Money: U.S.-based Newmont Mining Corp. lost an arbitration dispute with the Indonesia government April 1. The mining giant is required to divest 51 percent of its stake to local companies after five years of commercial production but had delayed the divestment over concerns of share pricing and potential buyers. Newmont had wanted to avoid being forced to sell to the powerful Bakrie Group, headed by the controversial minister of people’s welfare, Aburizal Bakrie. Experts say the dispute and subsequent verdict could scare investors from what has long been considered a risky market.
Indonesian markets across the board leapt following April 9’s peaceful election. The results helped too. Yudhoyono’s party is seen as market-friendly and has pushed through numerous reforms in recent years to encourage foreign investment.
Palm oil dropped slightly after posting major gains in the last few weeks on speculation that the worst of the economic crisis is over, joining a commodities rally led by oil and copper. The rally was good news for Indonesia, the world’s largest producer of palm oil and a commodities-driven economy. Plantation shares were up with the surge in palm oil. PT Perusahaan Perkebunan London Sumatra Indonesia, the country’s second-largest plantation stock, jumped 7.6 at the beginning of April and is showing no signs of slowing down.
That said, exports of non-commodities continue to contract here. Exports were down more than 30 percent in the first quarter and the country’s chamber of commerce predicted it would fall 50 percent in the second quarter, putting additional pressure on a $6 billion stimulus package aimed at increasing consumer spending, which now accounts for 70 percent of gross domestic product.
Tax day came and went in Indonesia. Despite the government’s best efforts, only 2 million out of 13 million registered taxpayers filed their returns on the March 31 deadline. Amazingly, the country still managed to nearly double the amount of income tax collected from individuals this year. Finance Minister Sri Mulyani Indrawati’s efforts at shaking up the country’s notoriously corrupt tax and customs department appears to have paid off.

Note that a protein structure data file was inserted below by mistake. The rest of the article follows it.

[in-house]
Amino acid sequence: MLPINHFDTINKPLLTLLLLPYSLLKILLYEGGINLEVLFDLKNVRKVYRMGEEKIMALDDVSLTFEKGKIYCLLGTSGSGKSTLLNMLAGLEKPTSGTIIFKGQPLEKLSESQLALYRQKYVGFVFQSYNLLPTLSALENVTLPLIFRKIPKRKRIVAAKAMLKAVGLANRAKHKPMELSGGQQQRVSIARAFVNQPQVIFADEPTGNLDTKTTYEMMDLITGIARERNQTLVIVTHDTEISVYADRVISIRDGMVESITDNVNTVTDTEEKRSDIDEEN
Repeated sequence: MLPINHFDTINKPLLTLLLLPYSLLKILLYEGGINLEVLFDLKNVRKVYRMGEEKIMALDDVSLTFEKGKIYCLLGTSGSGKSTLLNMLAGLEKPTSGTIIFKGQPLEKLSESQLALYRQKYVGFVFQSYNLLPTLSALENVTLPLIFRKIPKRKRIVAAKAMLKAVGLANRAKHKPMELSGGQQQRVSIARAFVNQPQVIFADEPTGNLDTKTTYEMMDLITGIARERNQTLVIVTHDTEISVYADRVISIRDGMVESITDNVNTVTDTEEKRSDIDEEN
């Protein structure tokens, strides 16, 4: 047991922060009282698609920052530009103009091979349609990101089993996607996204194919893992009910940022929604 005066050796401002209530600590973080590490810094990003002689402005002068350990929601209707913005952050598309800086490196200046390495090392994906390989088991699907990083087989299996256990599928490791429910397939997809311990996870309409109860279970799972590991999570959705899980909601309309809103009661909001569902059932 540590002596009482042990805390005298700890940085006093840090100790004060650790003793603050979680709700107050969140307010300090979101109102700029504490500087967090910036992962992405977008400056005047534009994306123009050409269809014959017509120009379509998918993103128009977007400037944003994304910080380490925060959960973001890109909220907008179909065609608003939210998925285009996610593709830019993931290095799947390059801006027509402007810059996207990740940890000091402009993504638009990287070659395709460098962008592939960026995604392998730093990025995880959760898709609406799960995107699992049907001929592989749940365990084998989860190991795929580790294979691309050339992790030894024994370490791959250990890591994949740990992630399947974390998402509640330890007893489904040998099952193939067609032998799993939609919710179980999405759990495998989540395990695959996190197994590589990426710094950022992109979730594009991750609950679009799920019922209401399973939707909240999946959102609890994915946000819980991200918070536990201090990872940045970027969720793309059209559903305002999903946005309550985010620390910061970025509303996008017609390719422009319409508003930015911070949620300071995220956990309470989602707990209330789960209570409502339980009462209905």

Elsewhere: Mental hospitals around the country are taking in some of the estimated 1.5 million candidates that ran, and then lost, in the parliamentary elections April 9. At least one candidate from central Java committed suicide. In fact, the health minister ordered the country’s 32 mental hospitals to prepare for record numbers of patients ahead of the national polls. One hospital in Jakarta prepared a team of five psychiatrists, six psychologists, three social workers, two religious therapists and 10 nurses in anticipation of the problem.
Business Week ranked Jakarta the second worst place in the world to live for expats, just above Lagos, Nigeria. Expats living in Jakarta roundly rejected the report as ridiculous and recommended some of the Business Week researchers actually visit the city. The report cited the threat of religious violence as a major factor. Yet Indonesia has not had a terrorist attack since 2005 and most expats live comfortably side by side with their Muslim neighbors.